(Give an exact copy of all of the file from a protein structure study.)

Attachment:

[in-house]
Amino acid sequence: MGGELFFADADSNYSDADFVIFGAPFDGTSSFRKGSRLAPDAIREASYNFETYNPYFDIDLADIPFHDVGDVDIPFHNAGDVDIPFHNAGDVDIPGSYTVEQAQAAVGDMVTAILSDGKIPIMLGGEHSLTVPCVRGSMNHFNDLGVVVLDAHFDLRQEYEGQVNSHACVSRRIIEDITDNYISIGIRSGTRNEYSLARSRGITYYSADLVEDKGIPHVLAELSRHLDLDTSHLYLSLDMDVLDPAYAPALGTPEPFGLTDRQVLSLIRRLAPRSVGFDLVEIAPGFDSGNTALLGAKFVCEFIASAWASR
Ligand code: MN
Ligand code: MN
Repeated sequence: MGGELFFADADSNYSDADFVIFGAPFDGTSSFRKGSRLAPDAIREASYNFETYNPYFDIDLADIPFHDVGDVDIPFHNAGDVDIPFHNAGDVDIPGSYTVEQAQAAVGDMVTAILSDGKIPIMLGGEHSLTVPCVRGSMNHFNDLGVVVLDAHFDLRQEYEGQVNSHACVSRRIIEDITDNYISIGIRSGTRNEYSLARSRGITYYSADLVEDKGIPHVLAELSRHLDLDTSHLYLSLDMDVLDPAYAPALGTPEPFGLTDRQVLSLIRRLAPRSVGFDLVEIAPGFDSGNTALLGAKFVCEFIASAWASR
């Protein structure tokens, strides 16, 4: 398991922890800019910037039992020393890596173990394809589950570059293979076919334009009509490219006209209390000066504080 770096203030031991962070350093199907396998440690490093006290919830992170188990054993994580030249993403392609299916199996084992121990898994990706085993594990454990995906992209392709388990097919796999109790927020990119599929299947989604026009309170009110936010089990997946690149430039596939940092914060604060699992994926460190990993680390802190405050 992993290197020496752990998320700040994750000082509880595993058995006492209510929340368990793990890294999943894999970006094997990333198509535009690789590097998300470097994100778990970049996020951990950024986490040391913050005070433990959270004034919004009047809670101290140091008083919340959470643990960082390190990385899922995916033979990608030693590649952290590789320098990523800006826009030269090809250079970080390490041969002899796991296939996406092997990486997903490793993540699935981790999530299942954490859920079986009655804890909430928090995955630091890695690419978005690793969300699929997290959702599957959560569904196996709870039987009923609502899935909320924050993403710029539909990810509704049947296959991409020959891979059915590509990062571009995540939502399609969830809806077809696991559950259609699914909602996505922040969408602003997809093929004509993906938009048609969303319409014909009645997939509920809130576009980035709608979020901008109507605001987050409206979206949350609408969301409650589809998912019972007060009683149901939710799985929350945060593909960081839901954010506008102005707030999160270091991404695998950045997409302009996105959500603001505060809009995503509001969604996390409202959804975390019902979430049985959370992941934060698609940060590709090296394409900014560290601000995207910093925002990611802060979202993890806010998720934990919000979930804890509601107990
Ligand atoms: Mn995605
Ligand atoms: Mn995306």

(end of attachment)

[in-house]
Amino acid sequence: MGGELFFADADSNYSDADFVIFGAPFDGTSSFRKGSRLAPDAIREASYNFETYNPYFDIDLADIPFHDVGDVDIPFHNAGDVDIPFHNAGDVDIPGSYTVEQAQAAVGDMVTAILSDGKIPIMLGGEHSLTVPCVRGSMNHFNDLGVVVLDAHFDLRQEYEGQVNSHACVSRRIIEDITDNYISIGIRSGTRNEYSLARSRGITYYSADLVEDKGIPHVLAELSRHLDLDTSHLYLSLDMDVLDPAYAPALGTPEPFGLTDRQVLSLIRRLAPRSVGFDLVEIAPGFDSGNTALLGAKFVCEFIASAWASR
Ligand code: MN
Ligand code: MN
Repeated sequence: MGGELFFADADSNYSDADFVIFGAPFDGTSSFRKGSRLAPDAIREASYNFETYNPYFDIDLADIPFHDVGDVDIPFHNAGDVDIPFHNAGDVDIPGSYTVEQAQAAVGDMVTAILSDGKIPIMLGGEHSLTVPCVRGSMNHFNDLGVVVLDAHFDLRQEYEGQVNSHACVSRRIIEDITDNYISIGIRSGTRNEYSLARSRGITYYSADLVEDKGIPHVLAELSRHLDLDTSHLYLSLDMDVLDPAYAPALGTPEPFGLTDRQVLSLIRRLAPRSVGFDLVEIAPGFDSGNTALLGAKFVCEFIASAWASR
């Protein structure tokens, strides 16, 4: 398991922890800019910037039992020393890596173990394809589950570059293979076919334009009509490219006209209390000066504080 770096203030031991962070350093199907396998440690490093006290919830992170188990054993994580030249993403392609299916199996084992121990898994990706085993594990454990995906992209392709388990097919796999109790927020990119599929299947989604026009309170009110936010089990997946690149430039596939940092914060604060699992994926460190990993680390802190405050 992993290197020496752990998320700040994750000082509880595993058995006492209510929340368990793990890294999943894999970006094997990333198509535009690789590097998300470097994100778990970049996020951990950024986490040391913050005070433990959270004034919004009047809670101290140091008083919340959470643990960082390190990385899922995916033979990608030693590649952290590789320098990523800006826009030269090809250079970080390490041969002899796991296939996406092997990486997903490793993540699935981790999530299942954490859920079986009655804890909430928090995955630091890695690419978005690793969300699929997290959702599957959560569904196996709870039987009923609502899935909320924050993403710029539909990810509704049947296959991409020959891979059915590509990062571009995540939502399609969830809806077809696991559950259609699914909602996505922040969408602003997809093929004509993906938009048609969303319409014909009645997939509920809130576009980035709608979020901008109507605001987050409206979206949350609408969301409650589809998912019972007060009683149901939710799985929350945060593909960081839901954010506008102005707030999160270091991404695998950045997409302009996105959500603001505060809009995503509001969604996390409202959804975390019902979430049985959370992941934060698609940060590709090296394409900014560290601000995207910093925002990611802060979202993890806010998720934990919000979930804890509601107990
Ligand atoms: Mn995605
Ligand atoms: Mn995306």